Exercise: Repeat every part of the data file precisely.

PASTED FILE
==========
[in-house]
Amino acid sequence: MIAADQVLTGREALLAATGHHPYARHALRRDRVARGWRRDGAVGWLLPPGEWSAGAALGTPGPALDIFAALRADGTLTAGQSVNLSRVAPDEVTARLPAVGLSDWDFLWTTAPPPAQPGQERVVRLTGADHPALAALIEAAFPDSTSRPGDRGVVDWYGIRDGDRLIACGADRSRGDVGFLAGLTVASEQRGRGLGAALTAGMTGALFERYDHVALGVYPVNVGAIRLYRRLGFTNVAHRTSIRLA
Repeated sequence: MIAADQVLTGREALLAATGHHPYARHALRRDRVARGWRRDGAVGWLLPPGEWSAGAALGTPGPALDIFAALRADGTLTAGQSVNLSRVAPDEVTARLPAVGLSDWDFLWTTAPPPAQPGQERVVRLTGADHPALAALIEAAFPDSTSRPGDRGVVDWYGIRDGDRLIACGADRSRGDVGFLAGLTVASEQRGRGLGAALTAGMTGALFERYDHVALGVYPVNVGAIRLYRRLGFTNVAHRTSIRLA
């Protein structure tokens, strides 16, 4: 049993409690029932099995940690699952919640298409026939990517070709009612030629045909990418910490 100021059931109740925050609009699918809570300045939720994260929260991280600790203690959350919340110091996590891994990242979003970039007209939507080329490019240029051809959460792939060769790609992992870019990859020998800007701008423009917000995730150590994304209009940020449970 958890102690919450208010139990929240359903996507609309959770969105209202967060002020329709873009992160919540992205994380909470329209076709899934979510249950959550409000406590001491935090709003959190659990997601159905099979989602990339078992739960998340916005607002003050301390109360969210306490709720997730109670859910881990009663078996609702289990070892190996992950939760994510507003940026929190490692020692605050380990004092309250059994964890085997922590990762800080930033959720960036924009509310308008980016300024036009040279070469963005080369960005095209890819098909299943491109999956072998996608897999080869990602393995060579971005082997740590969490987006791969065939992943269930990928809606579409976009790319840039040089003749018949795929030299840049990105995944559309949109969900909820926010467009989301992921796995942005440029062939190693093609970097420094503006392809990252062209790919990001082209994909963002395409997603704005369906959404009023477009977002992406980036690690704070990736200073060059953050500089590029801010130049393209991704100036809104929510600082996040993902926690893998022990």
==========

[in-house]
Amino acid sequence: MIAADQVLTGREALLAATGHHPYARHALRRDRVARGWRRDGAVGWLLPPGEWSAGAALGTPGPALDIFAALRADGTLTAGQSVNLSRVAPDEVTARLPAVGLSDWDFLWTTAPPPAQPGQERVVRLTGADHPALAALIEAAFPDSTSRPGDRGVVDWYGIRDGDRLIACGADRSRGDVGFLAGLTVASEQRGRGLGAALTAGMTGALFERYDHVALGVYPVNVGAIRLYRRLGFTNVAHRTSIRLA
Repeated sequence: MIAADQVLTGREALLAATGHHPYARHALRRDRVARGWRRDGAVGWLLPPGEWSAGAALGTPGPALDIFAALRADGTLTAGQSVNLSRVAPDEVTARLPAVGLSDWDFLWTTAPPPAQPGQERVVRLTGADHPALAALIEAAFPDSTSRPGDRGVVDWYGIRDGDRLIACGADRSRGDVGFLAGLTVASEQRGRGLGAALTAGMTGALFERYDHVALGVYPVNVGAIRLYRRLGFTNVAHRTSIRLA
């Protein structure tokens, strides 16, 4: 049993409690029932099995940690699952919640298409026939990517070709009612030629045909990418910490 100021059931109740925050609009699918809570300045939720994260929260991280600790203690959350919340110091996590891994990242979003970039007209939507080329490019240029051809959460792939060769790609992992870019990859020998800007701008423009917000995730150590994304209009940020449970 958890102690919450208010139990929240359903996507609309959770969105209202967060002020329709873009992160919540992205994380909470329209076709899934979510249950959550409000406590001491935090709003959190659990997601159905099979989602990339078992739960998340916005607002003050301390109360969210306490709720997730109670859910881990009663078996609702289990070892190996992950939760994510507003940026929190490692020692605050380990004092309250059994964890085997922590990762800080930033959720960036924009509310308008980016300024036009040279070469963005080369960005095209890819098909299943491109999956072998996608897999080869990602393995060579971005082997740590969490987006791969065939992943269930990928809606579409976009790319840039040089003749018949795929030299840049990105995944559309949109969900909820926010467009989301992921796995942005440029062939190693093609970097420094503006392809990252062209790919990001082209994909963002395409997603704005369906959404009023477009977002992406980036690690704070990736200073060059953050500089590029801010130049393209991704100036809104929510600082996040993902926690893998022990």